Following the iconic ‘Blue Monday’ would always be a difficult thing to do. The song that launched a thousand synthesisers cannot be underestimated but it was ‘thieves like Us’ that really put Hook in the spotlight with New Order—but it didn’t come directly from his own mind.
As Hook told Louder Sound, “I’m not ashamed to say I stole it from Emma, by Hot Chocolate, and used it to great effect. It was wonderful, because I did bump into Errol Brown and felt that I had to confess, and Errol Brown said to me “Well done, my boy!” Which was very nice of him I thought. These days, he’d be bloody suing you, wouldn’t he?”
7. ‘Atmosphere’ – Joy Division
While with New order, Hook would work his way up the fretboard, on ‘Atmosphere’, a French-only release until Curtis’ death, he takes it low. It is this depth of field that allows the rest of the song to grow.
Building ground for other’s to flourish is part of the bassist manifesto (not that Hook paid much attention to it) and it’s unmistakable on ‘Atmosphere’ that it’s exactly what hook is doing. Providing the needed solidity for the glittering sonic night’s sky to be painted by the rest of the band.
8. ‘She’s Lost Control’ – Joy Division
Much of ‘She’s Lost Control’s power comes from Ian Curtis’ powerful lyricism. Written about the moment he witnessed a woman having a seizure in the office he was working in as a result of epilepsy, the song’s predestined nature could leave this song feeling on the wrong side of chilling.
Despite the sad foreshadowing of the song’s conception, this track still sings loudly in the hearts and minds of many JD fans. Hook’s bass is an earthquake inducing phenom and the complexity of thought and construction it’s bone-shaking allows is one of the reasons Hook is held in such high regard.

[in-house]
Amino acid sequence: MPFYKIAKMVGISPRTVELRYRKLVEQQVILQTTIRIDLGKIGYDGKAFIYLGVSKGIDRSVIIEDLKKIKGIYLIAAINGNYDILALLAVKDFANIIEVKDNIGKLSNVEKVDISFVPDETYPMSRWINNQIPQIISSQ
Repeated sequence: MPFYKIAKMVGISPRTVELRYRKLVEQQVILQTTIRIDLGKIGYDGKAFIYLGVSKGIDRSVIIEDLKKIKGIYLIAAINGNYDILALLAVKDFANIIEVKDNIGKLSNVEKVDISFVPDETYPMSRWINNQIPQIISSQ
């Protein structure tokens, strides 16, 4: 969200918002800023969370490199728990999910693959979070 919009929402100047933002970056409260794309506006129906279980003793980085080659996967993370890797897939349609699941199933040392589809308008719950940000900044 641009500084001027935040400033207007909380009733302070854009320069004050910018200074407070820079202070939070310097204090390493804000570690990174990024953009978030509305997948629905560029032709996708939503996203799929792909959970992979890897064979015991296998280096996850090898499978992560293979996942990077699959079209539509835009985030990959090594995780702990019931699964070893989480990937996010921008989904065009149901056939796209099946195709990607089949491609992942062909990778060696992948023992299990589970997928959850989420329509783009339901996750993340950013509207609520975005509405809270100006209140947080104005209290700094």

9. ‘New Dawn Fades’ – Joy Division
Arguably one of the most arresting numbers of Joy Division’s back catalogue is another showing of Hook’s methodical control. It is a dark and scary riff that rumbles on as the buzzsaw guitar begins to enter the fray.
It is one of Hook’s most unrelenting riffs as he menacingly provides the backdrop for Curtis’ lyrical musings. Simple but brilliant.
10. ‘True Faith’ – New Order
In the mid-eighties, Peter Hook’s basslines had become a key element of New Order’s success yet with their direction heading ever more closely towards electronic music, Hook’s involvement became a little more sparse. Incredibly this seemed to make his contribution more vital.
As can be heard in this classic 1987 hit, Hook’s sequenced bass line is a vibrant splash of buzzing colour that would leave the track bereft without it.
Honourable Mention: ‘World In Motion’ – New Order
Leave us alone. It’s our list and when we think of New Order a lot of us instantly think back to the magical World Cup, Italia ’90.
Now, we’re not sure it’s something Hooky would necessarily approve of but we can’t help but cherish this record as we do any other from Joy Division, New Order or anybody else. Oh, and a special shout out to John Barnes, Liverpool’s best rapper.